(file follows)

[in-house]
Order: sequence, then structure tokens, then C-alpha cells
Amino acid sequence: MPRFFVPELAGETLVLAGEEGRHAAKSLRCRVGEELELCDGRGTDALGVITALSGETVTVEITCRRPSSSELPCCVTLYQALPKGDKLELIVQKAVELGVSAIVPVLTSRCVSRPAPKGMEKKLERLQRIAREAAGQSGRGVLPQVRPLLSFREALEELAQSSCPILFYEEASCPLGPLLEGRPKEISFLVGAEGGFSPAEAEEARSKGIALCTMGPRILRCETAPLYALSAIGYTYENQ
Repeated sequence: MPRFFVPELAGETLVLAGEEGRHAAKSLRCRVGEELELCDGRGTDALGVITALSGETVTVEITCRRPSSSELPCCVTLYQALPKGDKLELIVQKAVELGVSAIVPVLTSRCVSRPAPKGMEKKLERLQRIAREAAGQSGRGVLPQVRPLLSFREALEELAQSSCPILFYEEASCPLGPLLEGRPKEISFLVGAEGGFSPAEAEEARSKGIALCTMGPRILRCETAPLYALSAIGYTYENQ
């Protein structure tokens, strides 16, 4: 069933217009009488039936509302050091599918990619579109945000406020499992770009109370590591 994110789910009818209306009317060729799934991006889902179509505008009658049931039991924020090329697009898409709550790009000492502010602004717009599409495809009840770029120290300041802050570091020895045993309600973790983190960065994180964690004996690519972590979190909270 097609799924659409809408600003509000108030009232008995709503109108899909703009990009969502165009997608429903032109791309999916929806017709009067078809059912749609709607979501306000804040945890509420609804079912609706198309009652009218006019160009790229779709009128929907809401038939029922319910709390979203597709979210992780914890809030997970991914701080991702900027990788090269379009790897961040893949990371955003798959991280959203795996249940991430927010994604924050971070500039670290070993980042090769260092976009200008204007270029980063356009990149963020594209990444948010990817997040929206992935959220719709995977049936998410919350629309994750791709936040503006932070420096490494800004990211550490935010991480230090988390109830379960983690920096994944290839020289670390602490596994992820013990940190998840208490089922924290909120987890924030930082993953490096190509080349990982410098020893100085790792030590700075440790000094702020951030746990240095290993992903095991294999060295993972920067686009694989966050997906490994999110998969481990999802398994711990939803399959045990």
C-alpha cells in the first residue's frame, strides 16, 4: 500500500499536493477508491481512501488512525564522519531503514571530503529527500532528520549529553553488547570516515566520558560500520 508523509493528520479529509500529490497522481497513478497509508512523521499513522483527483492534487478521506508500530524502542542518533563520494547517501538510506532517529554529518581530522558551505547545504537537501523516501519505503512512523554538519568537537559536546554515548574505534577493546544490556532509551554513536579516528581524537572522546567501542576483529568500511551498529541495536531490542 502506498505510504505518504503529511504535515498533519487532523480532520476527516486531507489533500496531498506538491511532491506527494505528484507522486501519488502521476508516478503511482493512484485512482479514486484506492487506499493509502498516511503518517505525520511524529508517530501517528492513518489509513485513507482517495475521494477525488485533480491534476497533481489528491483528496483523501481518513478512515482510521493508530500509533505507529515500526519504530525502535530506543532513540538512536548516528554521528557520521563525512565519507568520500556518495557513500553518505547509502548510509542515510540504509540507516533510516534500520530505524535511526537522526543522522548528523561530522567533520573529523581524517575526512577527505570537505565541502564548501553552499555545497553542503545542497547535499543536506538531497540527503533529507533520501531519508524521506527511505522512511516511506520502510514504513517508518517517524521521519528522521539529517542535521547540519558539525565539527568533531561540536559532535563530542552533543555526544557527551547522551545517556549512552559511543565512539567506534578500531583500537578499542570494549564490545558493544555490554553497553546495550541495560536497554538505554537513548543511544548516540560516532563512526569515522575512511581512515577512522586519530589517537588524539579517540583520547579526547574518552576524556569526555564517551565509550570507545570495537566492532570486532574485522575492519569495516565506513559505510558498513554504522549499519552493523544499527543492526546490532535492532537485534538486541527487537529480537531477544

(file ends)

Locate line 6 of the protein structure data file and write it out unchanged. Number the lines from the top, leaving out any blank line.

C-alpha cells in the first residue's frame, strides 16, 4: 500500500499536493477508491481512501488512525564522519531503514571530503529527500532528520549529553553488547570516515566520558560500520 508523509493528520479529509500529490497522481497513478497509508512523521499513522483527483492534487478521506508500530524502542542518533563520494547517501538510506532517529554529518581530522558551505547545504537537501523516501519505503512512523554538519568537537559536546554515548574505534577493546544490556532509551554513536579516528581524537572522546567501542576483529568500511551498529541495536531490542 502506498505510504505518504503529511504535515498533519487532523480532520476527516486531507489533500496531498506538491511532491506527494505528484507522486501519488502521476508516478503511482493512484485512482479514486484506492487506499493509502498516511503518517505525520511524529508517530501517528492513518489509513485513507482517495475521494477525488485533480491534476497533481489528491483528496483523501481518513478512515482510521493508530500509533505507529515500526519504530525502535530506543532513540538512536548516528554521528557520521563525512565519507568520500556518495557513500553518505547509502548510509542515510540504509540507516533510516534500520530505524535511526537522526543522522548528523561530522567533520573529523581524517575526512577527505570537505565541502564548501553552499555545497553542503545542497547535499543536506538531497540527503533529507533520501531519508524521506527511505522512511516511506520502510514504513517508518517517524521521519528522521539529517542535521547540519558539525565539527568533531561540536559532535563530542552533543555526544557527551547522551545517556549512552559511543565512539567506534578500531583500537578499542570494549564490545558493544555490554553497553546495550541495560536497554538505554537513548543511544548516540560516532563512526569515522575512511581512515577512522586519530589517537588524539579517540583520547579526547574518552576524556569526555564517551565509550570507545570495537566492532570486532574485522575492519569495516565506513559505510558498513554504522549499519552493523544499527543492526546490532535492532537485534538486541527487537529480537531477544